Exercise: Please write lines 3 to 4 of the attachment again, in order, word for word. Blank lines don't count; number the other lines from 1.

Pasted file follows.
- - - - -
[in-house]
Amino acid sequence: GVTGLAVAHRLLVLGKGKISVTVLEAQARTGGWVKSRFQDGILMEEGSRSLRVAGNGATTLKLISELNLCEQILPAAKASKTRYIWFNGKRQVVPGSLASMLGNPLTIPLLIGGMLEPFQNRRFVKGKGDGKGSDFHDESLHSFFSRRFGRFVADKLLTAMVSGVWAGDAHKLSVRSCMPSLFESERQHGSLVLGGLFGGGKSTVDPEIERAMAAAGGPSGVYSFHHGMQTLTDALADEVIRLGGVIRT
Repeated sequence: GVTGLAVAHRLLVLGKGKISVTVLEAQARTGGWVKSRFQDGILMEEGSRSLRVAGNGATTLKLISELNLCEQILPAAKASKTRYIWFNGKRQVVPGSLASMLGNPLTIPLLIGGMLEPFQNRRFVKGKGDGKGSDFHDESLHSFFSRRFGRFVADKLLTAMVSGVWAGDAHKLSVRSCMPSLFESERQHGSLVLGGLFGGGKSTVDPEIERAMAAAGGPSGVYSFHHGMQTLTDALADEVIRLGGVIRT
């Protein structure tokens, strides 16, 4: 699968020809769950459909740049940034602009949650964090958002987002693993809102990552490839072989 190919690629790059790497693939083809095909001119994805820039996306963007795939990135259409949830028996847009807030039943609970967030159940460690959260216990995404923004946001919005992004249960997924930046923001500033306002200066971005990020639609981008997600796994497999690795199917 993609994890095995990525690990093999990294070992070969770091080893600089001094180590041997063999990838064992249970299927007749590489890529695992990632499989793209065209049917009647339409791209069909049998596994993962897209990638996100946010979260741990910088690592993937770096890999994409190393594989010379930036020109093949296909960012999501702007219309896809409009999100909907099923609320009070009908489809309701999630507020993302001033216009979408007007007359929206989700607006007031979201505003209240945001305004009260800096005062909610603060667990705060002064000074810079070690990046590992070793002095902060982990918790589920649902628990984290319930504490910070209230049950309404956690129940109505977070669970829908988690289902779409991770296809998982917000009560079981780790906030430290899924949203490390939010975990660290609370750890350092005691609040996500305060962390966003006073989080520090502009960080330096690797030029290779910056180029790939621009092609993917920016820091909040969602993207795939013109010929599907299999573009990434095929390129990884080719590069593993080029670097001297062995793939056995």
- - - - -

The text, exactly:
Repeated sequence: GVTGLAVAHRLLVLGKGKISVTVLEAQARTGGWVKSRFQDGILMEEGSRSLRVAGNGATTLKLISELNLCEQILPAAKASKTRYIWFNGKRQVVPGSLASMLGNPLTIPLLIGGMLEPFQNRRFVKGKGDGKGSDFHDESLHSFFSRRFGRFVADKLLTAMVSGVWAGDAHKLSVRSCMPSLFESERQHGSLVLGGLFGGGKSTVDPEIERAMAAAGGPSGVYSFHHGMQTLTDALADEVIRLGGVIRT
């Protein structure tokens, strides 16, 4: 699968020809769950459909740049940034602009949650964090958002987002693993809102990552490839072989 190919690629790059790497693939083809095909001119994805820039996306963007795939990135259409949830028996847009807030039943609970967030159940460690959260216990995404923004946001919005992004249960997924930046923001500033306002200066971005990020639609981008997600796994497999690795199917 993609994890095995990525690990093999990294070992070969770091080893600089001094180590041997063999990838064992249970299927007749590489890529695992990632499989793209065209049917009647339409791209069909049998596994993962897209990638996100946010979260741990910088690592993937770096890999994409190393594989010379930036020109093949296909960012999501702007219309896809409009999100909907099923609320009070009908489809309701999630507020993302001033216009979408007007007359929206989700607006007031979201505003209240945001305004009260800096005062909610603060667990705060002064000074810079070690990046590992070793002095902060982990918790589920649902628990984290319930504490910070209230049950309404956690129940109505977070669970829908988690289902779409991770296809998982917000009560079981780790906030430290899924949203490390939010975990660290609370750890350092005691609040996500305060962390966003006073989080520090502009960080330096690797030029290779910056180029790939621009092609993917920016820091909040969602993207795939013109010929599907299999573009990434095929390129990884080719590069593993080029670097001297062995793939056995």